Wednesday, March 11, 2015

Minnesota's competitive advantage?

Something I keep losing track of as I get older is that many of today's Minnesotans hadn't yet been born at the time of the 1969 Cuyahoga River fire. I suspect and fear that many haven't read Rachel Carson's Silent Spring nor Bill McKibben's The End of Nature. That also probably means that today's younger generations haven't heard as many times as I have that environmental regulations are job killers, even when it just ain't so, according to people like Michael Porter at the Harvard Business School. That's why I cringe at the prospect of the Minnesota Legislature getting involved in setting standards for air and water quality. Below is a map of the Minnesota waters that didn't meet standards in 2012. Personally, I don't find this to be a very attractive picture. Minnesota's reputation for a clean and healthy environment is supposed to be one of our competitive advantages, I don't think the state of our water quality is helping us. Of course, we could try Florida's approach and prohibit MPCA and other state staff from talking about impaired waters and nonattainment, but then folks would make fun of us and go see what the USEPA has for information.

Impaired Waters 2012
source: Minnesota Pollution Control Agency

If you check the USEPA's (dated) national water quality data base, Minnesota's lakes in 2008 were 97% impaired while lakes in my home state of Massachusetts were 88% impaired in 2006. Rivers were 79% and 69% impaired, respectively. I don't think that bodes well for what should be one of Minnesota's strong points, nor does it make a strong case for Minnesota as the state that works. As long as our politics continue to be more about partisanship than governance I strongly question how much the legislature has to contribute to setting environmental standards, unless, of course, Minnesota wants to participate in a race to the bottom and see if that's a winning strategy. On the other hand, the Metropolitan Council has the largest wastewater treatment plant in Minnesota. Phosphorus removal is part of the treatment process at that plant. If the metro area and Bemidji are doing what's right for our waters, why shouldn't greater Minnesota cities and, for that matter, our agricultural sector (farmers) do their parts for Minnesota's environment. When did being a free rider become part of Minnesota Nice??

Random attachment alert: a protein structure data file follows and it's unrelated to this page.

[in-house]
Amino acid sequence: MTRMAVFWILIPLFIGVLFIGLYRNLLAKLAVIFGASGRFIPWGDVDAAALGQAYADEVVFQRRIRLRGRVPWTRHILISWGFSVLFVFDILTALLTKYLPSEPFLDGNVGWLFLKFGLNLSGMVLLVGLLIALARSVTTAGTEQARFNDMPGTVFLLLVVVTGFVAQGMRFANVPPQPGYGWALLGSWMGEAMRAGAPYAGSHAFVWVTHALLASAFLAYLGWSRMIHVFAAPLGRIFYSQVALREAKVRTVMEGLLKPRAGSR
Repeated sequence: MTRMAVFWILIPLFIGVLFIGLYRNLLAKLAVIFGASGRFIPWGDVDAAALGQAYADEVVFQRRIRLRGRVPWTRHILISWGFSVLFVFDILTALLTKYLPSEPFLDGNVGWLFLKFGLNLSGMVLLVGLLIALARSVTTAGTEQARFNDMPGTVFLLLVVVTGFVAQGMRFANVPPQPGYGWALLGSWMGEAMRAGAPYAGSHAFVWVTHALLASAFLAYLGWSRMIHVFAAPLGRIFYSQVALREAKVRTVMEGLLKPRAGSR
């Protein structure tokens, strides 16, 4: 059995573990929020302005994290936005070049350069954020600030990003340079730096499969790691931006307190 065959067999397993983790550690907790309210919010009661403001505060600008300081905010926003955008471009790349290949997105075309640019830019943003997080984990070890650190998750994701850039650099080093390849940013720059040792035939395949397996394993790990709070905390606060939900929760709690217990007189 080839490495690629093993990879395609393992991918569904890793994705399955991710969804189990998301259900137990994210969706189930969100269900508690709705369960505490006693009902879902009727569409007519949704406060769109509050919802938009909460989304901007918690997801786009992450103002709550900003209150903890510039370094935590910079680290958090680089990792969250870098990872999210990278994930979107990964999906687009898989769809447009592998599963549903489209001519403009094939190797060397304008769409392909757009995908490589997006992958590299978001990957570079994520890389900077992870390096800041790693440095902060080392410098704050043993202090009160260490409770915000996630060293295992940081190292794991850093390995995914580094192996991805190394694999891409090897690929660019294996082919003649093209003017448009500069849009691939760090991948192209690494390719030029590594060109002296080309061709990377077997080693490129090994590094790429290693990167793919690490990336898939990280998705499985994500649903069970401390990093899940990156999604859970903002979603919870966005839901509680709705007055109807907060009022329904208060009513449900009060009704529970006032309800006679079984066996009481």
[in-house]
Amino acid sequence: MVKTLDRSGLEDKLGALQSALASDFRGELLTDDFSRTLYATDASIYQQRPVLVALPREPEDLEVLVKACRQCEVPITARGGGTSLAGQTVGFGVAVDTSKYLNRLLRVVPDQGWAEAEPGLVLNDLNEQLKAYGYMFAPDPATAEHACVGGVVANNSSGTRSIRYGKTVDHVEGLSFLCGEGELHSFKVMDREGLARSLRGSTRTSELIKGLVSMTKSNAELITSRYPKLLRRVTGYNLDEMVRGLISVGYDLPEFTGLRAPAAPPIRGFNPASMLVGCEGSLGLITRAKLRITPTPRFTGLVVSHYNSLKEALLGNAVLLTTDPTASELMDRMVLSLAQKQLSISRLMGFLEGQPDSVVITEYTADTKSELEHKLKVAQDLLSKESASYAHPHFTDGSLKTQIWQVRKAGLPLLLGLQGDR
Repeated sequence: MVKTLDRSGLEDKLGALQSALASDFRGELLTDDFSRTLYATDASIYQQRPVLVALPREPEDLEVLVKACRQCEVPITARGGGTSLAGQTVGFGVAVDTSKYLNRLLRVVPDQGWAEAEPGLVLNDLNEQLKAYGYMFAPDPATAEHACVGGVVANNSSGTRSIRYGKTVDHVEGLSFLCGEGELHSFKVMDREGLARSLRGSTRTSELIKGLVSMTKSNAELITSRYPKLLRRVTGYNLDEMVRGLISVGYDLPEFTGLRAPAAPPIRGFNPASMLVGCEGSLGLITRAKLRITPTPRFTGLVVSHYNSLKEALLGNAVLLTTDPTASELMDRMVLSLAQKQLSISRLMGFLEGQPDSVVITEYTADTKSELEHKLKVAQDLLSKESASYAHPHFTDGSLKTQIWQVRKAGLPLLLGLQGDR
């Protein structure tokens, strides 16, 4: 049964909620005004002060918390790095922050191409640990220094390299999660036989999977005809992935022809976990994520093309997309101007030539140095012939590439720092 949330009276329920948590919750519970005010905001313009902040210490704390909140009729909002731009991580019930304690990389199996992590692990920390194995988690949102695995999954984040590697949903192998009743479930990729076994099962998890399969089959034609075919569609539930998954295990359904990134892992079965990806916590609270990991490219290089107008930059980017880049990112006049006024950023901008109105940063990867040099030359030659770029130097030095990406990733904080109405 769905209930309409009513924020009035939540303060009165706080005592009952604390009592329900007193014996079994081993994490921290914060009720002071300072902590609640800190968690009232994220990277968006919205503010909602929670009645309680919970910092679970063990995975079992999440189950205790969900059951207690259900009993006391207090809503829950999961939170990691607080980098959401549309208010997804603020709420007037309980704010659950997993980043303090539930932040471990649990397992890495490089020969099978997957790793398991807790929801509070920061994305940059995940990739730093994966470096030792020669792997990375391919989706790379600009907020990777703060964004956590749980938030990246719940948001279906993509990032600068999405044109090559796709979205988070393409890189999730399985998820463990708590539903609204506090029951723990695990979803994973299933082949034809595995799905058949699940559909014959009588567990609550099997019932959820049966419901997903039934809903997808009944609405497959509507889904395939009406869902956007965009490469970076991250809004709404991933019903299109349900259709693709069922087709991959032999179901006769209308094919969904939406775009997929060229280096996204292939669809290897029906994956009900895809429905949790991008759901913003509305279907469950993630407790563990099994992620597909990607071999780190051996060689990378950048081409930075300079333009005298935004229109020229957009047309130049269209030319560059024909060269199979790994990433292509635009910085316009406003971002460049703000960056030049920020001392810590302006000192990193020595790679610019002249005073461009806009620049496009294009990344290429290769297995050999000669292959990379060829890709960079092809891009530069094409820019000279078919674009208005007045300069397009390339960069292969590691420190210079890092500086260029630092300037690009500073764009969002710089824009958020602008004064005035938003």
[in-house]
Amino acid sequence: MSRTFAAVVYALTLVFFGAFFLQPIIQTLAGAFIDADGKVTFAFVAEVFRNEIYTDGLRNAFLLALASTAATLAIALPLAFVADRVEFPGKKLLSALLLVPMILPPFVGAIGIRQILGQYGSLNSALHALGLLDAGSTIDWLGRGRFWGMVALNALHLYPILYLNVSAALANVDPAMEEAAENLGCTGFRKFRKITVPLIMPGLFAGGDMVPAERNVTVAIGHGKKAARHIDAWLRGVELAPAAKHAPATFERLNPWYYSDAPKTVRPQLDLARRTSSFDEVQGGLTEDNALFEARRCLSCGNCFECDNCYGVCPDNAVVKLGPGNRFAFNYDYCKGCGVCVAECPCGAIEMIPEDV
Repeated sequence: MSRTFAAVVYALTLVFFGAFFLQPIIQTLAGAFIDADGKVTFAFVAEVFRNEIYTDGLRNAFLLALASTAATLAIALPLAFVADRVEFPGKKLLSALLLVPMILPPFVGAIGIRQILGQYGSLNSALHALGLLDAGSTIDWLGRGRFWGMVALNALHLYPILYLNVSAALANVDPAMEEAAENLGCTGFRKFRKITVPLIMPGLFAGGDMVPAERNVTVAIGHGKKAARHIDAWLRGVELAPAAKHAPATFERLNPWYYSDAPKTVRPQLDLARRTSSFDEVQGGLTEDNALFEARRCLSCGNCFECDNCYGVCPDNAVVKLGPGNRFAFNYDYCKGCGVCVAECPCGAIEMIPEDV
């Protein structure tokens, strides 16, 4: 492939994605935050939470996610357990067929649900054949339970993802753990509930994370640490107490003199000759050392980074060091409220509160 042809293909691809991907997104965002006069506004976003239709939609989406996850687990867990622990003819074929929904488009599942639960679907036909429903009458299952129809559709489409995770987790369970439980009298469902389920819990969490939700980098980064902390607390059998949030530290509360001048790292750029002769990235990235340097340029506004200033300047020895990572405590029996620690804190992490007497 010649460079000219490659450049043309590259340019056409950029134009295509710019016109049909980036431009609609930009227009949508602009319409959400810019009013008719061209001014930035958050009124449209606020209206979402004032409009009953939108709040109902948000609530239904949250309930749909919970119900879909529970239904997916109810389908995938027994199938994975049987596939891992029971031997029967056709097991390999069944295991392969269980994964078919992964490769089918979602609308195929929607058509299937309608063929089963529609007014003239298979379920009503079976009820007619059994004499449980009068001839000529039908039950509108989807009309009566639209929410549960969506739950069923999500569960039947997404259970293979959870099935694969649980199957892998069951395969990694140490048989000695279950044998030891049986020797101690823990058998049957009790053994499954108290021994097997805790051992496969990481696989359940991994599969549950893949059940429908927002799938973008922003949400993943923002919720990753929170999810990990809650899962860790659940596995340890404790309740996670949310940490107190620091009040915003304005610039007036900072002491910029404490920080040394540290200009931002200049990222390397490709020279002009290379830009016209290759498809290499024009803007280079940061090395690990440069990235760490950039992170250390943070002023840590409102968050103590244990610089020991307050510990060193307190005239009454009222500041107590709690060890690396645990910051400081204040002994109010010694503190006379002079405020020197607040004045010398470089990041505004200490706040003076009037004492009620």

Government Spending

By Patricia Lockwood 
The government spent a Patricia on me,
“a huge waste,” it lamented, “when we could
have been spending it on another Nixon,”

the government spent all its beauty
on the great light leap on the deer-
crossing sign — there was hardly any
beauty left for anything else in America,
and looking around them the government
said,
           “Is there none left? Print more,”

you are born, you barely contain yourself,
you grow, inside you, someone spends
a billion to make prison more luxurious;
inside you, someone spends a billion
to keep libraries open one hour later;
then oh god, you feel wonderful,
                         you must be on welfare,

the government spent its whole education
on me, at least that is how it feels right now,
I am bursting with educational dollars,
I am bursting with other dollars as well,
I’m rounded up, I’m one long row of ohs,
I get so many commas
                     that the sentence doesn’t stop,

the dollars in me are a map of  Missouri
my mother can’t fold back up, oh no the map
is everywhere, but I know the way, I am hot
on a trail, I am bursting with the dollars
that put that knowing breath in drug dogs,

all the spending of  the space program is in me,
the stars seem especially close, this is because
they are a government handout, they are spending
millions on moonlight research, when I am President

I will cut the arts and let my right arm flow downhill,
I am ready, there is nothing trivial about me left,
I am eliminating the penny every second,

a dollar is peeled off a roll of  thousands,
it is the day, the mint of  it is in my mouth,
I open it, completely fresh.


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